The picture making arts have many pretenders to authorship particularly under the banner of "photography". These "photographers" tend to be supported by an industry, both commercial and academic, that remains allergic to genuine scholarship. Again I recall an opinion from a senior curator, "Jeff Koons is acknowledged as an important contemporary photographer. I'm not going to question that. My department is going to run on world's best practice."

    Jeff Koons, or even Harry Cory Wright, may or may not be worthy photographers but their status as such might garner more credibility via critical assessment than through uncritical acceptance and curatorial gush. I am cynical enough to opine that contemporary photography is often a circus where pretenders to photographic accomplishment are acclaimed by pretenders to scholarship. And it is not a given that a photograph about which an academic can write many words is worth even passing attention. It may not rigorously defined what “Contemporary Photography” really is but it appears to have the characteristics of a self healing belief system that is unaffected by criticism or objective analysis. It could very well be that those big, empty colour pictures with high "meaning-less-ness per square metre" quotients will become an embarrassment that museums will hide in the basement long before they fade to cyan or magenta schmutz.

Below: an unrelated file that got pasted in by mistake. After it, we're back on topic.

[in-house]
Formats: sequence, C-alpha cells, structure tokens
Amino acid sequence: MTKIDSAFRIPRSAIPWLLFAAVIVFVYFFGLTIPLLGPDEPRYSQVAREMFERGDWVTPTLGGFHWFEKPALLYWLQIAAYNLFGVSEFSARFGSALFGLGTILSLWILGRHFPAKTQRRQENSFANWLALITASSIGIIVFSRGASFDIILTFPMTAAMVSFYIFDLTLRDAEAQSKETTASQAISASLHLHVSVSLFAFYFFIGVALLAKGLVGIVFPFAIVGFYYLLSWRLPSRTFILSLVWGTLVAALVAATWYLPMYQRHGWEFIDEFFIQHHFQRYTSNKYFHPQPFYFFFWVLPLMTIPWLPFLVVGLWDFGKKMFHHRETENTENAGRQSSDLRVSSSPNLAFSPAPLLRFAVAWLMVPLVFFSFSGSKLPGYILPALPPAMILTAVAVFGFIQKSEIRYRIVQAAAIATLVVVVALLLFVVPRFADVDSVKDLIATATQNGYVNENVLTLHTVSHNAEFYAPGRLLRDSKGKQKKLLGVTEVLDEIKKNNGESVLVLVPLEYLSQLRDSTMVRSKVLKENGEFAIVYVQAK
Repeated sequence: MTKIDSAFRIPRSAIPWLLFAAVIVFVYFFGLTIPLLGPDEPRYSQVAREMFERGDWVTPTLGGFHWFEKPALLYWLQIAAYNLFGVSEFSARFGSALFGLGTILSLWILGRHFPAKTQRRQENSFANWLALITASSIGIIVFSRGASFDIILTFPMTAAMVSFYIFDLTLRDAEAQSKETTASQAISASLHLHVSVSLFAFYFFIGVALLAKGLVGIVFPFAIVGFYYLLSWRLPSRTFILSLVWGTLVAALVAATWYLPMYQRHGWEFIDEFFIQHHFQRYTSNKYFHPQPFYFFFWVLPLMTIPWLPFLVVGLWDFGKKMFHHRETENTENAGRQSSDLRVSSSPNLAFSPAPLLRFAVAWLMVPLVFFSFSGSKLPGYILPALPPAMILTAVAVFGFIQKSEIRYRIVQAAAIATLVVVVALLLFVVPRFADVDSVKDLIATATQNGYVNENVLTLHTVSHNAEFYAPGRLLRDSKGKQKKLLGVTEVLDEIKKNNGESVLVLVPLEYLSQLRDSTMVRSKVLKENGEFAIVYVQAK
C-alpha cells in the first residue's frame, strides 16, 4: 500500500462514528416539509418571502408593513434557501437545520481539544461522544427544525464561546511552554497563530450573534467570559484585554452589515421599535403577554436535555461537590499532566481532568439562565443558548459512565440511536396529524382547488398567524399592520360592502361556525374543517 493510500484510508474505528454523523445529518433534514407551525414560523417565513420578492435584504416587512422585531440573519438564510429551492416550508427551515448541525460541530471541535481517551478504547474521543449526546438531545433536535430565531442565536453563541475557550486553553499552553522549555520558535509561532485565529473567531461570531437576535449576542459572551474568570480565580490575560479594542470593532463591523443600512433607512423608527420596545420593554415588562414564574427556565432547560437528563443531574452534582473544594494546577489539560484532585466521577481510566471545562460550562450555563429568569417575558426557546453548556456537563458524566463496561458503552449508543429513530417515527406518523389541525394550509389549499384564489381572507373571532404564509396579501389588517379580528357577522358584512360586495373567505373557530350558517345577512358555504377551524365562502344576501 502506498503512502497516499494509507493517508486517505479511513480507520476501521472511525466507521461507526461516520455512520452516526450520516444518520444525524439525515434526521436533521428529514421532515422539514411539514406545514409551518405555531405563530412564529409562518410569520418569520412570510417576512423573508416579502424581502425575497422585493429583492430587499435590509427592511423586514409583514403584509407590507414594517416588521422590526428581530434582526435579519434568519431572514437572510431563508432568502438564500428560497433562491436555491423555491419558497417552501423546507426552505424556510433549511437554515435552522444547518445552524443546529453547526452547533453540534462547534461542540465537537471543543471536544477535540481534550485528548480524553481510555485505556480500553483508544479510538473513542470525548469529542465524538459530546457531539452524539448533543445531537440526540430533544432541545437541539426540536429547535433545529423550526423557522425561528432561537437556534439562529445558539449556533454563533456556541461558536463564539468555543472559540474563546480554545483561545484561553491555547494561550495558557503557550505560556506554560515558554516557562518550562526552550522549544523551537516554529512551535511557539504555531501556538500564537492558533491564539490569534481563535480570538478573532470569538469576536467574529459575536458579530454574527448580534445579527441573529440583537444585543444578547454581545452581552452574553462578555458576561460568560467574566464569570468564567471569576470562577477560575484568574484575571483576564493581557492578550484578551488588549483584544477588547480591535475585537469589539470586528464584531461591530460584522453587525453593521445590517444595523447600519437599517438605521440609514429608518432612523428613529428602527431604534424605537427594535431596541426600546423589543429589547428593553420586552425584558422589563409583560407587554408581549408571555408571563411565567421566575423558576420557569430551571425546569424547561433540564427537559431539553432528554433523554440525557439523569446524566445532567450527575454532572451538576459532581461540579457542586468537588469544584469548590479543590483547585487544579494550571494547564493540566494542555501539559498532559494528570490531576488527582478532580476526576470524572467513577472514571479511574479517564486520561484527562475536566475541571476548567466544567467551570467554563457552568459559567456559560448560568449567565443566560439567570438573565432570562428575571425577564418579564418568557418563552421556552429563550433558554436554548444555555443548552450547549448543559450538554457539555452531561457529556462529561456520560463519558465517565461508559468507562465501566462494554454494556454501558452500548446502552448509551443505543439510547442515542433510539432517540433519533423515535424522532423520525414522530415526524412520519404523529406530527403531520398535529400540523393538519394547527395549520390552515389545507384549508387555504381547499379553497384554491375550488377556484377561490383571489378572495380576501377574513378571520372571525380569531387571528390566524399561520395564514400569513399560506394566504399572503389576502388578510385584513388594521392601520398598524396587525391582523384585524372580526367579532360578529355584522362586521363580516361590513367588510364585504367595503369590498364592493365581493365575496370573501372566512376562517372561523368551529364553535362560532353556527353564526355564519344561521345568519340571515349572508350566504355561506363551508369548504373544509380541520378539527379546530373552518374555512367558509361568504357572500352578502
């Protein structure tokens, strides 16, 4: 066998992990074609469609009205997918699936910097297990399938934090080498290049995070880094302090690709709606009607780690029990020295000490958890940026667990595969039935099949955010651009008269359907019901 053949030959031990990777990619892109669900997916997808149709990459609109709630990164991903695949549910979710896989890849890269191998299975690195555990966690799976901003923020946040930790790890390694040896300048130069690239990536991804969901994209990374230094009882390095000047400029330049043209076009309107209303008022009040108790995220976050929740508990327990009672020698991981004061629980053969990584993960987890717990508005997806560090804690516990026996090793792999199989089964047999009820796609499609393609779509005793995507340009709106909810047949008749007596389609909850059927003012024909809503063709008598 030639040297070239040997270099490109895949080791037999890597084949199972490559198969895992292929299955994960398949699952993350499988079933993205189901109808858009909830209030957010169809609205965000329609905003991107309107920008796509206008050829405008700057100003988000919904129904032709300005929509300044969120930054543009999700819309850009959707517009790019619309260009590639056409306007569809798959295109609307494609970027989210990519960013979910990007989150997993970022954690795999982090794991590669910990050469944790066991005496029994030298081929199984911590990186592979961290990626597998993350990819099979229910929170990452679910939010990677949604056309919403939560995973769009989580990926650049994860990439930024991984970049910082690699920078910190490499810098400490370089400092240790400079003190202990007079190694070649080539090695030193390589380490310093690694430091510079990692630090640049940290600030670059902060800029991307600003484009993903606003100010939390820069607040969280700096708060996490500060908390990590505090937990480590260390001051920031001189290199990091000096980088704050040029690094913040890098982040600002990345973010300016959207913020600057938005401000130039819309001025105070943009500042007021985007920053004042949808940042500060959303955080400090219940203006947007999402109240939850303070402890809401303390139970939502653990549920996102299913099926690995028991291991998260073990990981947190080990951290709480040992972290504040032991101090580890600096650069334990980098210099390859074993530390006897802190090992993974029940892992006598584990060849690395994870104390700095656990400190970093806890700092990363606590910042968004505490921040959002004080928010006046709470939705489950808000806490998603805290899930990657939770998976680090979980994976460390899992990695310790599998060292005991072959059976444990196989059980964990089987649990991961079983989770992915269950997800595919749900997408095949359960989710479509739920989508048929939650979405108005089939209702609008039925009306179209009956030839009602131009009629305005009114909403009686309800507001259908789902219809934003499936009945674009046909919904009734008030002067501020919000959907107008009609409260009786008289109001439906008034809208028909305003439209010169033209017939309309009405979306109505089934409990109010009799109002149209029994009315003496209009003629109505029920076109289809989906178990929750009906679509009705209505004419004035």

If you have read this far you will know which side I am on.

    Classic modern photography, by way of contrast with the contemporary stuff, is close to what fine photography has always been. It offers a rich experience for people who love rarity, singularity, fully realized handcraft, precious materials, archival durability, coherent scholarship, and interesting content. It remains worth looking at.
    Photography, the word itself, invented and defined by its author Sir John.F.W.Herschel, 14 March 1839 at the Royal Society, Somerset House, London. Quote "...Photography or the application of the Chemical rays of light to the purpose of pictorial representation,..". unquote.

  8. #18

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    Quote Originally Posted by Maris View Post
    I am cynical enough to opine that contemporary photography is often a circus where pretenders to photographic accomplishment are acclaimed by pretenders to scholarship.
    This just about sums it up.